Because strep throat is so rare in babies and toddlers, the American Academy of Pediatrics (AAP) says kids under 3 don’t typically require testing when they have a sore throat—they’re really only tested when there’s a high suspicion for it (i.e. they have siblings sick with strep throat). Plus, strep throat usually doesn’t cause long-term complications in babies and toddlers, the way it can for kids over age 3.
It’s also important to note that between 5 and 15 percent of kids carry strep bacteria in their throats. “This means that they test positive for strep, but are not infected,” Malka says. “This is why it is very important that they only get a strep test when they have classic symptoms of strep throat and are in the correct age range for strep throat (over age 3),” she says.
If baby does have a concerning strep rash or pus, your pediatrician may test the sores for strep bacteria, or your pediatrician may be able to make a diagnosis just by sight. For newborns with a fever, as well as very sick infants and toddlers admitted to the hospital, doctors will often test their blood for bacteria, including strep bacteria, Malka says.
Kids with a positive strep test are usually given oral antibiotics like penicillin, amoxicillin and cephalosporin (or azithromycin or clindamycin in case of allergies), Malka says. “While strep throat gets better on its own in most cases, treating it with antibiotics can help it to get better a few days faster and prevents a serious complication called rheumatic fever, which can lead to lifelong heart problems,” she adds. The CDC notes that school-aged kids and teens are most at risk for rheumatic fever, rather than adults. Your pediatrician will usually prescribe a 10-day course of antibiotics to prevent any complications, but many kids will start feeling better much sooner than that.
Malka cautions that pediatricians should never prescribe antibiotics without a strep test: “Over 60 to 75 percent of sore throats in children are caused by viruses and don’t need an antibiotic… Treating sore throats with antibiotics when they are not caused by strep will not help your child feel better any faster and can cause antibiotic resistance and other complications.” (Antibiotics are only given to treat bacterial infections, rather than viral ones.)
For the rare cases of strep throat in babies and toddlers, Phillips-Walker says treatment usually consists of managing symptoms with fever and pain relievers like Tylenol and Motrin. However, babies and toddlers with strep rashes and skin illnesses caused by the GAS bacteria are treated with antibiotic ointments for more minor infections, or oral antibiotics for illnesses like cellulitis or scarlet fever, Malka says. In rare circumstances, more severe cases of strep infections may need an IV antibiotic administered at a hospital.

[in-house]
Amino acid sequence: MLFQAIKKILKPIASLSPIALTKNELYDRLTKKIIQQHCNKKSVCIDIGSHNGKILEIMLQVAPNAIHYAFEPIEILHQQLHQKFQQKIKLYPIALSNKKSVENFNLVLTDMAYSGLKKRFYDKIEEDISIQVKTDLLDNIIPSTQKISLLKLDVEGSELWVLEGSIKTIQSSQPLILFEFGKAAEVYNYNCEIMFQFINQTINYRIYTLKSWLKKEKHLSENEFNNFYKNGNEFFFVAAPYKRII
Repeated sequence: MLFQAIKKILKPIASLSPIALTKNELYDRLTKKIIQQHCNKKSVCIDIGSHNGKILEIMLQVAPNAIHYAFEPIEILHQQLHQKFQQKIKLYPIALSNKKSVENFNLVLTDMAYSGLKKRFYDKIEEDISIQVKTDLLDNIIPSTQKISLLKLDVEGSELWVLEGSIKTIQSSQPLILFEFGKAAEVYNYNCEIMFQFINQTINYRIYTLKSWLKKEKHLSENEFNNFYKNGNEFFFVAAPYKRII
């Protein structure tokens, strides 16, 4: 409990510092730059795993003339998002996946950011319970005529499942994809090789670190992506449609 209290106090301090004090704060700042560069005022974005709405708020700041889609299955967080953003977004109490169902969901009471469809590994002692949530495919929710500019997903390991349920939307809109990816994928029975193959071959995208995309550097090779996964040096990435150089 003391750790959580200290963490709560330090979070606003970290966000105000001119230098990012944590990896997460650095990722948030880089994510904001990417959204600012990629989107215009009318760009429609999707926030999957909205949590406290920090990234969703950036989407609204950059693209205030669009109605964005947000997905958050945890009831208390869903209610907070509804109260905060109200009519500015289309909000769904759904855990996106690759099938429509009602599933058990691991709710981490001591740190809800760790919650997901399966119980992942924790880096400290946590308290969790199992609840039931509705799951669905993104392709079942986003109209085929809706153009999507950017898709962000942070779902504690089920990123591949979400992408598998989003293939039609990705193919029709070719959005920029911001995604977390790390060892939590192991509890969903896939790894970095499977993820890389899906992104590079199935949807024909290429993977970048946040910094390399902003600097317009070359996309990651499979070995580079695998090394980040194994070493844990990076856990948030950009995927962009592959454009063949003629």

Because strep throat in kids is caused by passing on the GAS bacteria through respiratory droplets, experts recommend practicing safe hygiene habits when trying to prevent illness. This includes teaching your child to:
- Properly wash their hands
- Not share food, drinks or utensils with someone who’s sick
- Avoid touching their face and putting things in their mouths
- Cover their coughs and sneezes
- Avoid contact with someone who has strep throat until they’ve taken antibiotics for at least 24 hours and are fever-free
- Stay home when sick to avoid infecting others
Watching baby struggle with sickness is never fun, but you can feel confident knowing there are ways to keep your little one happy and healthy. For any specific questions regarding strep in babies and kids, reach out to your pediatrician.
Please note: The Bump and the materials and information it contains are not intended to, and do not constitute, medical or other health advice or diagnosis and should not be used as such. You should always consult with a qualified physician or health professional about your specific circumstances.
Ruben Espinoza, MD, is a pediatrician and the division medical director for primary care at Banner Medical Group’s east region in Arizona. He completed his medical degree at Universidad Autonoma De Baja California and his residency at Elmhurst Hospital Center-Mt Sinai Services in New York City.
Sarah Terez Malka, MD, is a board-certified pediatrician and emergency medicine physician with Duration Health. She earned her medical degree from the Ben Gurion Medical School for International Health and completed her residency at University of Indiana School of Medicine.
Alexis Phillips-Walker, DO, is a pediatrician with Memorial Hermann Medical Group Pediatrics Atascocita in Atascocita, Texas. She earned her medical degree at Ohio University College of Osteopathic Medicine in Athens.
Johns Hopkins Medicine, Strep Throat, 2023
Healthy Children (American Academy of Pediatrics), Can Infants Get Strep Throat?, October 2016
Centers for Disease Control and Prevention, Strep Throat: All You Need to Know, January 2023
Centers for Disease Control and Prevention, Scarlet Fever: All You Need to Know, May 2023
Learn how we ensure the accuracy of our content through our editorial and medical review process.
Navigate forward to interact with the calendar and select a date. Press the question mark key to get the keyboard shortcuts for changing dates.